Report: 77 Percent of Net Users Will Shop by 2003

According to a report released Tuesday by New York-based eMarketer, three of four Internet users will be shopping online by 2003, and 68 percent of all U.S. Web users will be online shoppers by the end of this year.

The study, the eConsumer Shopping Report, also predicts that U.S. revenues from online shopping will reach $37 billion (US$) by year-end 2000 and will grow to $104 billion in 2003.

“E-commerce growth will be driven primarily by new users and buyers for the next few years. After 2003, however, most growth will come from increased spending per individual user or Internet-using household,” said eMarketer Senior Analyst Darren Allen.

Wired America

The survey showed that almost 34 million U.S. households are actively using the Internet, and purchases have been made in 23.5 million U.S. households. By 2003, eMarketer predicts that 52 million households will be online and more than 42 million households will be shopping online.

Correspondingly, the number of individual Americans shopping online is set to increase from 63.4 million by the end of this year to 106 million by 2003.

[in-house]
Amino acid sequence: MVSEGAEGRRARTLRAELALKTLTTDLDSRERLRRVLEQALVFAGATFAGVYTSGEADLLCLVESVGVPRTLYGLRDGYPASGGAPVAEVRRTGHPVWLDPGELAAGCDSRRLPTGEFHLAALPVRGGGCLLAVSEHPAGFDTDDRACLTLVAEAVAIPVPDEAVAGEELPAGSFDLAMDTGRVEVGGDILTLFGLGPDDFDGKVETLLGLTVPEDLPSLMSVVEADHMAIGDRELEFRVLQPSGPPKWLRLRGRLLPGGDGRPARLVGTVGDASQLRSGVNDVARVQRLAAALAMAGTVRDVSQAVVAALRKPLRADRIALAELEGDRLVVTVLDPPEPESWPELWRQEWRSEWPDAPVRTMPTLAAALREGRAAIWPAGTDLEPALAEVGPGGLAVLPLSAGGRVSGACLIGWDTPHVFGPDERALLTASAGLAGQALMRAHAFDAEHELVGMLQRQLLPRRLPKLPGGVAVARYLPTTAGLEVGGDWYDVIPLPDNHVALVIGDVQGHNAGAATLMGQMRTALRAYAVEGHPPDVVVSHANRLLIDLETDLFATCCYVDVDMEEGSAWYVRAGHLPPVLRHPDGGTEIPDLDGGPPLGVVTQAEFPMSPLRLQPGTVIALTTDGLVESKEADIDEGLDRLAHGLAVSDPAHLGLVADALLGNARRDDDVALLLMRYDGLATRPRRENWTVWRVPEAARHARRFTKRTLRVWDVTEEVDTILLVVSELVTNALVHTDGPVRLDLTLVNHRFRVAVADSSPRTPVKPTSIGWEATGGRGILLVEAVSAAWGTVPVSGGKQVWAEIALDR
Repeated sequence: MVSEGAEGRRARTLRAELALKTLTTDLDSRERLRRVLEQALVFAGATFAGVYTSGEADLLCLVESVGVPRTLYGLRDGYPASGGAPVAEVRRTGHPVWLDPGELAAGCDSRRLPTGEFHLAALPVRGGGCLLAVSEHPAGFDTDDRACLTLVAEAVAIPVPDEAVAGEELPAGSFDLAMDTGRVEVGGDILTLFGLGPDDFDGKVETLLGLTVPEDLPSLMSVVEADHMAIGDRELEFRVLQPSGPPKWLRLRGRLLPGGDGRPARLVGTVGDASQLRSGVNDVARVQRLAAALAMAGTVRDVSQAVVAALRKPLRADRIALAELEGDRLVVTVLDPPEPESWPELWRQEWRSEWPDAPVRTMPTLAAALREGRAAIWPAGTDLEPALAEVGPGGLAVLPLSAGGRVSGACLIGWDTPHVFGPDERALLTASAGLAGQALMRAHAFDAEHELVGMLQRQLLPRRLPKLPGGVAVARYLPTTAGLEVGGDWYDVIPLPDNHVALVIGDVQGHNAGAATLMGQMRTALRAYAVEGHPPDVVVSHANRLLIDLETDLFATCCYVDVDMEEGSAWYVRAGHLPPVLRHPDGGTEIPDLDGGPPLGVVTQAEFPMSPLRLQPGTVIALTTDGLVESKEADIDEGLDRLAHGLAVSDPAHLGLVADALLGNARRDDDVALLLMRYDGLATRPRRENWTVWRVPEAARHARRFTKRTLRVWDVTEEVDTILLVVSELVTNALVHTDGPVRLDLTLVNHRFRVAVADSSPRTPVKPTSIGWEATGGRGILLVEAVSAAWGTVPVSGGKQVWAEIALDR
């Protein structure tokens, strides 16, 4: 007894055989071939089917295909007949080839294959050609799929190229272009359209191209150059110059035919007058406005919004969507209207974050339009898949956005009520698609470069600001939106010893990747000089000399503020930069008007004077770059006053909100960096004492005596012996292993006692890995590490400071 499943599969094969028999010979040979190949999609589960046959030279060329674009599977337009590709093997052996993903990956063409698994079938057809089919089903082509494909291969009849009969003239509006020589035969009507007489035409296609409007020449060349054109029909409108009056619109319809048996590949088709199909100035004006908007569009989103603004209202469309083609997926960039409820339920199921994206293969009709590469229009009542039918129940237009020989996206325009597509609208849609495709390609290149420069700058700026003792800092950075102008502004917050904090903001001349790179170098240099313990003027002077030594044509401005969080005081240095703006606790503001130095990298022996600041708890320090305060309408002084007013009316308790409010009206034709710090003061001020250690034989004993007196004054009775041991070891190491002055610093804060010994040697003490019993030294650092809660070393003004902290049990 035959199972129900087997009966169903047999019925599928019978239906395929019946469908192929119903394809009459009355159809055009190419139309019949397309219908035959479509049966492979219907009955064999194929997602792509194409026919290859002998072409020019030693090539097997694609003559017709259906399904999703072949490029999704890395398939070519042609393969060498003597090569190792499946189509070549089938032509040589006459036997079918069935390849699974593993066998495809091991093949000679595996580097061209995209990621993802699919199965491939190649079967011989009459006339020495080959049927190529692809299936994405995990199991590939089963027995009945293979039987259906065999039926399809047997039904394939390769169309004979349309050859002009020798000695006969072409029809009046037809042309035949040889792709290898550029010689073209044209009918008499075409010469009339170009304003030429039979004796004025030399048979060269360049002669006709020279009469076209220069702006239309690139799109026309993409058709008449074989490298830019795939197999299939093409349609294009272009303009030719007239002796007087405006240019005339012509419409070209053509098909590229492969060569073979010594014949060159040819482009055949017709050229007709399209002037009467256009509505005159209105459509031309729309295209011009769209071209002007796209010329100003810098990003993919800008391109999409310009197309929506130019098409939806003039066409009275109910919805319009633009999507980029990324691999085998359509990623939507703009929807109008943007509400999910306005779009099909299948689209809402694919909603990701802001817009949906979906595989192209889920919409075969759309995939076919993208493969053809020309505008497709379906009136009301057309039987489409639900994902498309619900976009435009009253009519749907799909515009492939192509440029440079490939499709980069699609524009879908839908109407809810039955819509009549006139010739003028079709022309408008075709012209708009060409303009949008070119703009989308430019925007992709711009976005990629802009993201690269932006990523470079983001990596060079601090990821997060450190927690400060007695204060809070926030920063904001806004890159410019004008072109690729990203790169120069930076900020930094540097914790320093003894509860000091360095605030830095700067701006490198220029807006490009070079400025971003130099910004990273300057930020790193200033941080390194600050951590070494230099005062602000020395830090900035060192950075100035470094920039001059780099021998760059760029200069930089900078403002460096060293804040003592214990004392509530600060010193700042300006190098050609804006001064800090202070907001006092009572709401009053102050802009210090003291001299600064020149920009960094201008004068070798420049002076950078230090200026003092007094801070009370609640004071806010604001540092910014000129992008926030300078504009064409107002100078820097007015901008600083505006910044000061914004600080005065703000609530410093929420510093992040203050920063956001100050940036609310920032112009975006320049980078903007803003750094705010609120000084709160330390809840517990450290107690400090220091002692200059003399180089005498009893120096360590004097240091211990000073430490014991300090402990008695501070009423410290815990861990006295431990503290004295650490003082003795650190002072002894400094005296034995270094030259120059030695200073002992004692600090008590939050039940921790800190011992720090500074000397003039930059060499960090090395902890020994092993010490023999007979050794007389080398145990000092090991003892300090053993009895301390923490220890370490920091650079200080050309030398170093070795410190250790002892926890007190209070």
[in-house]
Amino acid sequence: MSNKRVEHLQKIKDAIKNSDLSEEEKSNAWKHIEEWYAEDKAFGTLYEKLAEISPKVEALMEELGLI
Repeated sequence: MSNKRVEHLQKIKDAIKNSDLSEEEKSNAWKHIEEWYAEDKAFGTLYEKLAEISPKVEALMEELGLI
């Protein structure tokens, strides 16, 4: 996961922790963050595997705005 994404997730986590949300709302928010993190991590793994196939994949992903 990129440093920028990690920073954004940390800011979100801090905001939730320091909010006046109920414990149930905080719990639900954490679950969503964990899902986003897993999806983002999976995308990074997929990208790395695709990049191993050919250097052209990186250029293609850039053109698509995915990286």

Ready to Spend

Not only will more Americans be shopping online in the coming years, the survey also showed that they will be spending more. By the end of this year, the average Internet buyer will purchase $627 worth of goods online, up from $500 in 1999. By 2003, the number is expected to reach $1,033.

Confirming a report on senior Internet use released by Greenfield Online earlier this week, eMarketer predicts that older users are taking to the Web in ever increasing numbers and are set to become the second-largest untapped customer base after minorities.

Teens Not Shopping Online

The report also shows that only 53 percent of Internet-using teens, or 5.8 million, will be shopping online by the end of 2000.

Because most teens do not have access to a personal credit card, online spending by teens represents just 0.15 percent of their total expenditures on products and services, and less than 1 percent of total U.S. online spending.

However, as more and more companies come forward with parentally controlled debit cards and other alternative methods of paying for online purchases, the number of teens shopping online is expected to grow to 9.8 million or 74 percent of wired teens.

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